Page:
As a youngster, I liked to build things. When we went to the beach, I built highway interchanges in the sand." Little did John R. McAdams realize then that his intricate beach designs would become the basis of his life's work: creating land-development plans for shopping centers, college buildings, and residential communities.
If not as romantic as tracings in the sand, the work is satisfying nonetheless. He is the founder and president of the John R. McAdams Company, Inc., which, simply put, begins working with clients before a project even reaches the drawing board and continues through the ribbon-cutting ceremony.
"We're not architects. We don't build anything," says McAdams. "What we do is master planning."
After graduating from Duke, McAdams, a Raleigh native, spent a year working for a construction-engineering firm in Denver. He then returned to the South, the area he knew the best, spending the next eight years with Pridgen Consultants, now defunct, as a consulting engineer.
"I could have become a Pridgen partner, but my goal ever since I was a Duke engineering student was to own my own business," he says. Step one was to return to Duke in 1978 as an evening M.B.A. student. "It was my way to remove some of the mystery out of business."
Although McAdams is not the type who normally wings it, as a first-year business-school student, he quit his Pridgen job and started his own consulting firm. It was hardly a textbook approach to sound career planning, where the conventional wisdom is stay employed, complete graduate school, and then start a business. But he took the gamble, becoming his own boss in the growing land-development-design field.
It was a harrowing period, juggling class assignments while also running a start-up business. "I needed to move fast just to pay the bills," McAdams recalls. "Savings would pay my living expenses for only three months. I avoided a financial crunch by getting some design work. I ached for the day where I would have some leisure time."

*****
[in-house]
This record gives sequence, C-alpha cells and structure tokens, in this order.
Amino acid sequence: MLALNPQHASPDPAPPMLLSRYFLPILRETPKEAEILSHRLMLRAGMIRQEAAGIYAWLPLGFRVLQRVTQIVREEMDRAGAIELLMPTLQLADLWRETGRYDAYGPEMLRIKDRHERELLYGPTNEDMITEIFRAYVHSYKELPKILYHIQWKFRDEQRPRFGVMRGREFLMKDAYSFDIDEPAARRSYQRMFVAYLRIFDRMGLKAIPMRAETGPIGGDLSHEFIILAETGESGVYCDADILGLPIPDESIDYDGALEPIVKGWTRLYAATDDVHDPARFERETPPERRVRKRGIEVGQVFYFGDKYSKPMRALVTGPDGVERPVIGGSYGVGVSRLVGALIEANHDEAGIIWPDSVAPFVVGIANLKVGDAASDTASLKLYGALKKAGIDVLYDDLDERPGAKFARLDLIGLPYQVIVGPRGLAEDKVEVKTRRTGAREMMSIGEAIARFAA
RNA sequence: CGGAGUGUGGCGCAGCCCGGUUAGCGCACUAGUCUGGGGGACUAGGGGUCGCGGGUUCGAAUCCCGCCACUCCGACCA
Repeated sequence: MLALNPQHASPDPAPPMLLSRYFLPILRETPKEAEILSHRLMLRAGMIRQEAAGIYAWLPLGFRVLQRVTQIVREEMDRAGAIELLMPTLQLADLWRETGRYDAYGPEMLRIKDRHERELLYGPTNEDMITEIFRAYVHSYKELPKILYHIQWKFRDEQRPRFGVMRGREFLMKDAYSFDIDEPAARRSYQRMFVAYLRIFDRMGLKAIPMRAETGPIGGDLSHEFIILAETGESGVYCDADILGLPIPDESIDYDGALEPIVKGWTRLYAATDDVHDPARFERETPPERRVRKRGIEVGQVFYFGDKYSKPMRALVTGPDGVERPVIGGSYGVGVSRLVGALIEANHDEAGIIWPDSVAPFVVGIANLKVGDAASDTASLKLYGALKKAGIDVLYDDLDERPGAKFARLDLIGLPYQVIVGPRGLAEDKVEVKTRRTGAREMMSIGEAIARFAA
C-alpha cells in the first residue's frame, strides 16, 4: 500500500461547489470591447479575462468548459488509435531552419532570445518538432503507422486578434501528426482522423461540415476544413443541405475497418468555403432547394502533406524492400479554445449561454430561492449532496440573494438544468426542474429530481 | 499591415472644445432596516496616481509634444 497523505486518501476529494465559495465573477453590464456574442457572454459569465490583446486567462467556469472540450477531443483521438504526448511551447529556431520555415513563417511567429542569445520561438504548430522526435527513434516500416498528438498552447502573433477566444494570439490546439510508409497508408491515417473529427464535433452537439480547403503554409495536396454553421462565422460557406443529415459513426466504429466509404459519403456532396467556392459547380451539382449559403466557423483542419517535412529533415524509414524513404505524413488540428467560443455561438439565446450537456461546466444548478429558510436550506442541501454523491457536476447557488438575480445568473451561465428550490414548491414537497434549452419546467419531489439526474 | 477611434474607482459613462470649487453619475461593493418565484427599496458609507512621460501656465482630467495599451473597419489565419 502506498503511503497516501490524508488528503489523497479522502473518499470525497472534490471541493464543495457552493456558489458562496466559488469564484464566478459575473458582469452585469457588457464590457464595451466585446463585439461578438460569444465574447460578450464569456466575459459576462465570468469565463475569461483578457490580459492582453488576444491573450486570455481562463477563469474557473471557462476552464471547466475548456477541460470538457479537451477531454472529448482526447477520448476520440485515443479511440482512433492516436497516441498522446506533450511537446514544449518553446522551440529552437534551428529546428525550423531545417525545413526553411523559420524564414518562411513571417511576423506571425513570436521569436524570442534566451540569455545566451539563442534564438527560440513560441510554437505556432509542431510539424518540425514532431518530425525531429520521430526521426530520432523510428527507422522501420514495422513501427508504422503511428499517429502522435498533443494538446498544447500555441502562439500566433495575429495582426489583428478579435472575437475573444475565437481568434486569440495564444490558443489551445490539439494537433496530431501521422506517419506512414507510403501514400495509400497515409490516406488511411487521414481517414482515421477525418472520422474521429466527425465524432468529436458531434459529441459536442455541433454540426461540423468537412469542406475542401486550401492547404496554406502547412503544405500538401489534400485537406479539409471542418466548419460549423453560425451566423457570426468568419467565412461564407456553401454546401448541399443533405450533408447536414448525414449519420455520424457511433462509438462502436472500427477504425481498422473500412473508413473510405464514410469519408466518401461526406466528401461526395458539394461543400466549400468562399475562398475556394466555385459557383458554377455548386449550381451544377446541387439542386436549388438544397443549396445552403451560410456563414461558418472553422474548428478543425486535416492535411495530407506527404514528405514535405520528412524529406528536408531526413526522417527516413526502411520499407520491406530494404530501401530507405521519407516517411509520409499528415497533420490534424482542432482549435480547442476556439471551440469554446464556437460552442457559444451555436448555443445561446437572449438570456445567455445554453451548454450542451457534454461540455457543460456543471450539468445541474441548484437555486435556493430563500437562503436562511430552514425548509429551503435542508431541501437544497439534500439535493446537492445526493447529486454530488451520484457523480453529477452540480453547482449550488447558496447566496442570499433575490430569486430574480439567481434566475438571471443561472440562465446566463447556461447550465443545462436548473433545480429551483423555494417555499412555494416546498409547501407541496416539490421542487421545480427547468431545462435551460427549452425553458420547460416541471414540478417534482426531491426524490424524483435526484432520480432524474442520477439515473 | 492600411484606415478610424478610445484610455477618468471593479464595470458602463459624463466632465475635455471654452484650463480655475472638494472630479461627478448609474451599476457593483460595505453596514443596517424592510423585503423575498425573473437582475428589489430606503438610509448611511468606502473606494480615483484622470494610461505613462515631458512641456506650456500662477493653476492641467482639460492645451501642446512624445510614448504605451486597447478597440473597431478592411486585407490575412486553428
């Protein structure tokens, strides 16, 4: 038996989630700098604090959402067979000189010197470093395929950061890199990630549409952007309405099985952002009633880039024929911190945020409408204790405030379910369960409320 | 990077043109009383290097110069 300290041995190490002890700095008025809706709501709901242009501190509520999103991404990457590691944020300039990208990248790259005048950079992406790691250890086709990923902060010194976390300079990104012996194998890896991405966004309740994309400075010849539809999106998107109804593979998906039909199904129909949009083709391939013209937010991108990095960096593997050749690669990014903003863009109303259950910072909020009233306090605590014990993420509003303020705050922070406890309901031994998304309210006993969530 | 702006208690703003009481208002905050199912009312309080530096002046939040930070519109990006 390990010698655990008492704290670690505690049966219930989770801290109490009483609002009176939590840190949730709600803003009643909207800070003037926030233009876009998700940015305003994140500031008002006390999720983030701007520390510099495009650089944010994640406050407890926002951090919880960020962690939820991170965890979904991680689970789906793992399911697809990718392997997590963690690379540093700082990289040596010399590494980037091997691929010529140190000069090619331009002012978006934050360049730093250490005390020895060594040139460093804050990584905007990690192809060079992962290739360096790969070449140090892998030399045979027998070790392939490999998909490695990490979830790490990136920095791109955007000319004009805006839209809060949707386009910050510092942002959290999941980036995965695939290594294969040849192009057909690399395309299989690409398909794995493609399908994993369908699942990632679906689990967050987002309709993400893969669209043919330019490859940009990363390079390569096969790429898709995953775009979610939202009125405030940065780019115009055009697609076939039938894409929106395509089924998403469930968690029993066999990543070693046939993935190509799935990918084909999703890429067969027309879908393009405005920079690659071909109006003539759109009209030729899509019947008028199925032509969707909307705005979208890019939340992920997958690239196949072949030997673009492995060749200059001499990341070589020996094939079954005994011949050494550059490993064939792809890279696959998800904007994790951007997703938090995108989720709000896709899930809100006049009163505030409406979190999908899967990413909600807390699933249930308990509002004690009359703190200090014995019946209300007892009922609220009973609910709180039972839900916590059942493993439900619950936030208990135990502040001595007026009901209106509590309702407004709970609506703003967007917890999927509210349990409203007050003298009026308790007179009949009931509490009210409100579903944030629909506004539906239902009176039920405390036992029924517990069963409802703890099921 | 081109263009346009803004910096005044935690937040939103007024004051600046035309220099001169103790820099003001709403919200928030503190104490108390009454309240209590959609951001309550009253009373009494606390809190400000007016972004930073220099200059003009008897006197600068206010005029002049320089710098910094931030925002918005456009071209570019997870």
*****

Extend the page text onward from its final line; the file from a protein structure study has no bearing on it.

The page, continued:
Now age fifty-six, he's far from retirement, but, being a planner, he's already looking ahead. "I am in the process of letting other employees buy into the company," he says. In ten years, he anticipates his ownership will be less than 30 percent.
There are now 120 employees in the Research Triangle Park and newly opened Charlotte offices. They prepare site-construction documents, obtain construction permits, and handle the behind-the-scenes engineering tasks before ground is ever broken for the likes of the Streets at Southpoint Mall in Durham, one of the Southeast's newer and larger regional shopping centers; Meadowmont, a 435-acre residential and commercial community still under construction in Chapel Hill; Duke's Center for Jewish Life; and the Doris Duke Center at the Sarah P. Duke Gardens.
Site planning, in the public's mind, is too often the prelude to stripping forests and despoiling farmlands to create potential urban sprawl. That misperception led to the firm's volunteering its services to the Triangle Land Conservancy. McAdams is now president-elect of the conservancy's board.
"We serve the land-development industry, and we strongly believe in the appropriateness of the 'built environment' and personal property rights," he says. "But we also believe there are some tracts of land that ought to be protected from development, and left in their natural condition."
John R. McAdams B.S.E. '70, M.B.A. '80
June 1, 2004